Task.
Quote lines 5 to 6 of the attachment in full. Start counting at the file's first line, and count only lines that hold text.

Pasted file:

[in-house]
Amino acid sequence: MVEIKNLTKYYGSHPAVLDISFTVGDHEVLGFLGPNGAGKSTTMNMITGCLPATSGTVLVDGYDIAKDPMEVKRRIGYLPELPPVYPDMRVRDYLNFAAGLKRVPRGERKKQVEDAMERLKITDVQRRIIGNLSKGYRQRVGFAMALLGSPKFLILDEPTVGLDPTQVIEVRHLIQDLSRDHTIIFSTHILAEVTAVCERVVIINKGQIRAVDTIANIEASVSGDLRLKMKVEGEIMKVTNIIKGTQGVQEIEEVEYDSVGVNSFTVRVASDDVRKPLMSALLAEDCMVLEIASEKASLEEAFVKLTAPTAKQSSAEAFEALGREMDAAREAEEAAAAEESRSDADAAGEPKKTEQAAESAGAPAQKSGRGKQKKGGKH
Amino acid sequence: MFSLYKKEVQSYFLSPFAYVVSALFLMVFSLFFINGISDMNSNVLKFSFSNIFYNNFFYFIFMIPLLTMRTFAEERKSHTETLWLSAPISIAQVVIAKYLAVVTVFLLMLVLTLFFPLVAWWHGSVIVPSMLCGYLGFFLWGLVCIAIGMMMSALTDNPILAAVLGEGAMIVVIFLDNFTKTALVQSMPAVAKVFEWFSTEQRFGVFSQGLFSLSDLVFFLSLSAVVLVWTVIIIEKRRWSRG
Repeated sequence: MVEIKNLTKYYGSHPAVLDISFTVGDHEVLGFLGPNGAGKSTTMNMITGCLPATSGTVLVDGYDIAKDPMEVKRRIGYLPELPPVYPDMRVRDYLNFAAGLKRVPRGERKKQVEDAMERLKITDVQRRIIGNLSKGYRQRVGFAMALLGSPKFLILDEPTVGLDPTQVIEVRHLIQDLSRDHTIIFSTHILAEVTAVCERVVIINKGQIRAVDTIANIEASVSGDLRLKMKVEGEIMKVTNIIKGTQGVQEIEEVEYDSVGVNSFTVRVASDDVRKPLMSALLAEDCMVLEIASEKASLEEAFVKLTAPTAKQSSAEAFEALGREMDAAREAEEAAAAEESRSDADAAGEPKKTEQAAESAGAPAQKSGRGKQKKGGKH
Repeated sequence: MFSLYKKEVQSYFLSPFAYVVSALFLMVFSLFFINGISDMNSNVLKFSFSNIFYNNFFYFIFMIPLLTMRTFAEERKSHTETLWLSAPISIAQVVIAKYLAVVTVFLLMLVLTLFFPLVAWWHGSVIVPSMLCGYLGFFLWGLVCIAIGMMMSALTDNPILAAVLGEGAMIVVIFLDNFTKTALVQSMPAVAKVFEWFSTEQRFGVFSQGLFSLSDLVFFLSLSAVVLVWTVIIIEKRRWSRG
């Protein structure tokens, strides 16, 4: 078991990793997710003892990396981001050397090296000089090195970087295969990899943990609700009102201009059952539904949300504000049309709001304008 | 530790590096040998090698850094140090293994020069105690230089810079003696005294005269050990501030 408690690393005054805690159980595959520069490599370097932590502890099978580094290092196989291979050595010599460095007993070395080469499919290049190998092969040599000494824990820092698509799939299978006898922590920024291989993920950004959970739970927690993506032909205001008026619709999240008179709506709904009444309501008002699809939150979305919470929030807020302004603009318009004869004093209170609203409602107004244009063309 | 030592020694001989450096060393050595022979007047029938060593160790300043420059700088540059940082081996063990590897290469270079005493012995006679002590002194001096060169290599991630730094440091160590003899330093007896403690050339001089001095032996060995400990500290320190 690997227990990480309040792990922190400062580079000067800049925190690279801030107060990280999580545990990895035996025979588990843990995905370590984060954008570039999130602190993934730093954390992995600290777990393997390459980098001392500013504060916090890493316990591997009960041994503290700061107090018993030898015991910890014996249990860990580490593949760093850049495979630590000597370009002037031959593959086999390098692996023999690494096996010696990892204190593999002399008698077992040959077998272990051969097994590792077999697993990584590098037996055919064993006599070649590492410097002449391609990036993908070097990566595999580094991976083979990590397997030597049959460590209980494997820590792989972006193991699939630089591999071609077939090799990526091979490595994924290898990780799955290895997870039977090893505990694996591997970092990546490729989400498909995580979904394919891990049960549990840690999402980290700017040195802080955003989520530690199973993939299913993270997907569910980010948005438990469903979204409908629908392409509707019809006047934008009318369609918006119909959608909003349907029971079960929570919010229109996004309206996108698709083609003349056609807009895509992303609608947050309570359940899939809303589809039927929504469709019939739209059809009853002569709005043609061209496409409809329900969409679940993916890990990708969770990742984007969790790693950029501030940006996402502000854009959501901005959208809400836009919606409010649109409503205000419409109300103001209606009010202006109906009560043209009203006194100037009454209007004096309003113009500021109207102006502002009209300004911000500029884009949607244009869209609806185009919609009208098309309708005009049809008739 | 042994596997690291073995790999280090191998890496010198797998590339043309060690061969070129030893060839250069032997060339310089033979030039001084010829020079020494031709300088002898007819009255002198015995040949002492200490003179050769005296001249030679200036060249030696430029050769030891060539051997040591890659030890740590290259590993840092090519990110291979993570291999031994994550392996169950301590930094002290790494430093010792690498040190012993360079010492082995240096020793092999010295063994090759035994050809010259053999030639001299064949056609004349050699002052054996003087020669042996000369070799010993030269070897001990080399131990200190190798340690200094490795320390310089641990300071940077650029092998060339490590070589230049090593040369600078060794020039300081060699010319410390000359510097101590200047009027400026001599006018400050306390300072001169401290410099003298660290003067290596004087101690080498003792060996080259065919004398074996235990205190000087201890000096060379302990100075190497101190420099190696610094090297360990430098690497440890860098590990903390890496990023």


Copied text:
Repeated sequence: MFSLYKKEVQSYFLSPFAYVVSALFLMVFSLFFINGISDMNSNVLKFSFSNIFYNNFFYFIFMIPLLTMRTFAEERKSHTETLWLSAPISIAQVVIAKYLAVVTVFLLMLVLTLFFPLVAWWHGSVIVPSMLCGYLGFFLWGLVCIAIGMMMSALTDNPILAAVLGEGAMIVVIFLDNFTKTALVQSMPAVAKVFEWFSTEQRFGVFSQGLFSLSDLVFFLSLSAVVLVWTVIIIEKRRWSRG
């Protein structure tokens, strides 16, 4: 078991990793997710003892990396981001050397090296000089090195970087295969990899943990609700009102201009059952539904949300504000049309709001304008 | 530790590096040998090698850094140090293994020069105690230089810079003696005294005269050990501030 408690690393005054805690159980595959520069490599370097932590502890099978580094290092196989291979050595010599460095007993070395080469499919290049190998092969040599000494824990820092698509799939299978006898922590920024291989993920950004959970739970927690993506032909205001008026619709999240008179709506709904009444309501008002699809939150979305919470929030807020302004603009318009004869004093209170609203409602107004244009063309 | 030592020694001989450096060393050595022979007047029938060593160790300043420059700088540059940082081996063990590897290469270079005493012995006679002590002194001096060169290599991630730094440091160590003899330093007896403690050339001089001095032996060995400990500290320190 690997227990990480309040792990922190400062580079000067800049925190690279801030107060990280999580545990990895035996025979588990843990995905370590984060954008570039999130602190993934730093954390992995600290777990393997390459980098001392500013504060916090890493316990591997009960041994503290700061107090018993030898015991910890014996249990860990580490593949760093850049495979630590000597370009002037031959593959086999390098692996023999690494096996010696990892204190593999002399008698077992040959077998272990051969097994590792077999697993990584590098037996055919064993006599070649590492410097002449391609990036993908070097990566595999580094991976083979990590397997030597049959460590209980494997820590792989972006193991699939630089591999071609077939090799990526091979490595994924290898990780799955290895997870039977090893505990694996591997970092990546490729989400498909995580979904394919891990049960549990840690999402980290700017040195802080955003989520530690199973993939299913993270997907569910980010948005438990469903979204409908629908392409509707019809006047934008009318369609918006119909959608909003349907029971079960929570919010229109996004309206996108698709083609003349056609807009895509992303609608947050309570359940899939809303589809039927929504469709019939739209059809009853002569709005043609061209496409409809329900969409679940993916890990990708969770990742984007969790790693950029501030940006996402502000854009959501901005959208809400836009919606409010649109409503205000419409109300103001209606009010202006109906009560043209009203006194100037009454209007004096309003113009500021109207102006502002009209300004911000500029884009949607244009869209609806185009919609009208098309309708005009049809008739 | 042994596997690291073995790999280090191998890496010198797998590339043309060690061969070129030893060839250069032997060339310089033979030039001084010829020079020494031709300088002898007819009255002198015995040949002492200490003179050769005296001249030679200036060249030696430029050769030891060539051997040591890659030890740590290259590993840092090519990110291979993570291999031994994550392996169950301590930094002290790494430093010792690498040190012993360079010492082995240096020793092999010295063994090759035994050809010259053999030639001299064949056609004349050699002052054996003087020669042996000369070799010993030269070897001990080399131990200190190798340690200094490795320390310089641990300071940077650029092998060339490590070589230049090593040369600078060794020039300081060699010319410390000359510097101590200047009027400026001599006018400050306390300072001169401290410099003298660290003067290596004087101690080498003792060996080259065919004398074996235990205190000087201890000096060379302990100075190497101190420099190696610094090297360990430098690497440890860098590990903390890496990023």